Examples of what Paine details:

  • - Purported authors speaking of events that transpired after their own death
  • - Proof that some writings had to be CENTURIES removed from the events they describe
  • - Grossly conflicting accounts of the same event.
  • - Major events conspicuous in their absence of some of the books of the NT

The Age of Reason would be a devastating deconstruction of the Bible (and religion) even if it were half its length. I initially picked up the book just as an historical work, but found it to be the most rigorous deconstruction of the bible I had seen. It wouldn’t surprise me that some would scoff at the validity of a 200 year old book…but then again…apologists might not want to bring up the age of their book!

The Age of Reason is a highly recommended read.


Brian said...

And just to express my goodwill and charity towards you, Mike, I have just downloaded Thomas Paine and have already begun reading it. I also noticed on your site that you have read some Lewis. Which ones, might I ask? I consider Miracles to be his masterpiece, and I have never seen his argument regarding consciousness refuted. You should give it a go.

FVThinker said...

Sorry I couldn't get to you hosting and work responsibilities. It has been some time, but I read Mere Christianity. I don't recall reading his 'consciousness' argument there, but I did try to look it up to bone up before I responded. What I found didn't detail it; so if you have a link that well states that argument, I would like to see it. I did find his quote "Consciousness is either inexplicable illusion, or else revelation." Based on that quote alone; that would be a false dichotomy...and hence and invalid argument. I will presume that he has a little more meat in the argument though.

That said, I certainly found nothing in what I did read of Lewis that would give me pause (or cause me to remember such). I will see if my library has 'Miracles'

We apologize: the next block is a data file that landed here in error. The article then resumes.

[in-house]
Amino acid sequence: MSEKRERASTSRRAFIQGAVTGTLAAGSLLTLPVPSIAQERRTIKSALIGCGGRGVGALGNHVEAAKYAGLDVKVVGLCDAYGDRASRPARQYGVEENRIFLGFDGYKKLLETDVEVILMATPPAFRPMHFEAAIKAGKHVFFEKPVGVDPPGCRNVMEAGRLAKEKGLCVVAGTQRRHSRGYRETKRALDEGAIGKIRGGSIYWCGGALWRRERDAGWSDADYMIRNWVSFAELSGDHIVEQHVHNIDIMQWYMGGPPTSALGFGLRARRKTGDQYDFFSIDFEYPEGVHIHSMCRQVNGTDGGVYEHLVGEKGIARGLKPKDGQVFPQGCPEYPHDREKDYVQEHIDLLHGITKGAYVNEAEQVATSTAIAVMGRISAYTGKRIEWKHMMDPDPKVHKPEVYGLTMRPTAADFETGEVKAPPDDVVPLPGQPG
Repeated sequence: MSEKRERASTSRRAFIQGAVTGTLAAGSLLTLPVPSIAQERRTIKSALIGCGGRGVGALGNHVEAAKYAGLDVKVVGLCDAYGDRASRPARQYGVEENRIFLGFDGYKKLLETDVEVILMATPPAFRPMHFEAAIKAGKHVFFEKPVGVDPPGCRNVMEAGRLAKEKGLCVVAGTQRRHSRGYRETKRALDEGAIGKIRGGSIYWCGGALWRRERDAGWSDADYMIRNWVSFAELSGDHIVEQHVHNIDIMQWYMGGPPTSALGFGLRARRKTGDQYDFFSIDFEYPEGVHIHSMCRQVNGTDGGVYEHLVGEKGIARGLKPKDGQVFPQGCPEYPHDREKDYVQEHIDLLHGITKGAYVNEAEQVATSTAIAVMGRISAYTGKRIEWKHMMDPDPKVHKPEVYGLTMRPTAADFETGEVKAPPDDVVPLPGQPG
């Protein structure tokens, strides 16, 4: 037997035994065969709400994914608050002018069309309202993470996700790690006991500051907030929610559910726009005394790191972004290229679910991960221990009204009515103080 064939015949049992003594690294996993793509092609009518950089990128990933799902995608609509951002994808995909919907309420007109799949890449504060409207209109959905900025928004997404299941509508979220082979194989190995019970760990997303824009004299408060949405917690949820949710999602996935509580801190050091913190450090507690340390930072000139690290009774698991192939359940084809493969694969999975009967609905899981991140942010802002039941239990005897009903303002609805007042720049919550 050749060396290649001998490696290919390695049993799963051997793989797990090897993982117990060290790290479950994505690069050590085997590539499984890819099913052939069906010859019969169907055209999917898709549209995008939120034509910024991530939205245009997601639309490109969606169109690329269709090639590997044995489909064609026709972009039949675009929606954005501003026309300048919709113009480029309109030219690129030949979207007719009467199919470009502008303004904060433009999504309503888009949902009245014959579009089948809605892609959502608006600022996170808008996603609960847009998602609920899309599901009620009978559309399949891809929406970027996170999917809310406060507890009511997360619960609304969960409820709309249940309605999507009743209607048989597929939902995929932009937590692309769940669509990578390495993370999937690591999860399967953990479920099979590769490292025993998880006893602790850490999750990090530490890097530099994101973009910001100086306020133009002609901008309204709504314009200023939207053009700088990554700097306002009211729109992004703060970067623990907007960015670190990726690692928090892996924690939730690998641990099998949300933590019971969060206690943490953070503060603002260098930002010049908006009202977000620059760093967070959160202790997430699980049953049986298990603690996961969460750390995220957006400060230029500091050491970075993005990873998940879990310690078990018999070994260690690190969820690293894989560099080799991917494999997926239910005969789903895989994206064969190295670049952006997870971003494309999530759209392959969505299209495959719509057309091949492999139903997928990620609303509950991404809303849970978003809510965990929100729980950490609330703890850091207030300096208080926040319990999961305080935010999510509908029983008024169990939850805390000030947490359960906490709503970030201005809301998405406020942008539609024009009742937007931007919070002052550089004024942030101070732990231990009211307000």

Rickr0ll said...

I have a few really great links in relation to this:

This case up on John Shore's Blog as well, but i have been silenced, so if you would please use these links to add some more information to the discussion, that would be great. You're a good read, by the way.

FVThinker said...

Thanks for you comment Rick. Are you "The Atheist Paladin" represented in the videos?

Ryan Jennings said...

In modern times there are few apologists of the caliber of Ravi Zacharias. Have you tried reading any of his work?

Lewis is good as a Christian philosopher and Strobel a good Christian journalist. Have you read any William Dembski (Christian scientist/mathmatician)?

FVThinker said...

Thanks. I will look up Zacharias and Dembski

...though I do so tire of the apologists. I haven't heard a new argument in ...well...shortly after I started reading them.

Ryan Jennings said...

Yes...I see your point...the frustating thing for me about the secular-humanist position though is that it changes every other year as new information comes out...when will it be accurate?

FVThinker said...

The flippant answer to that would be "before you have an accurate interpretation of the bible".

The actual answer would be "probably before you have an accurate interpretation of the bible."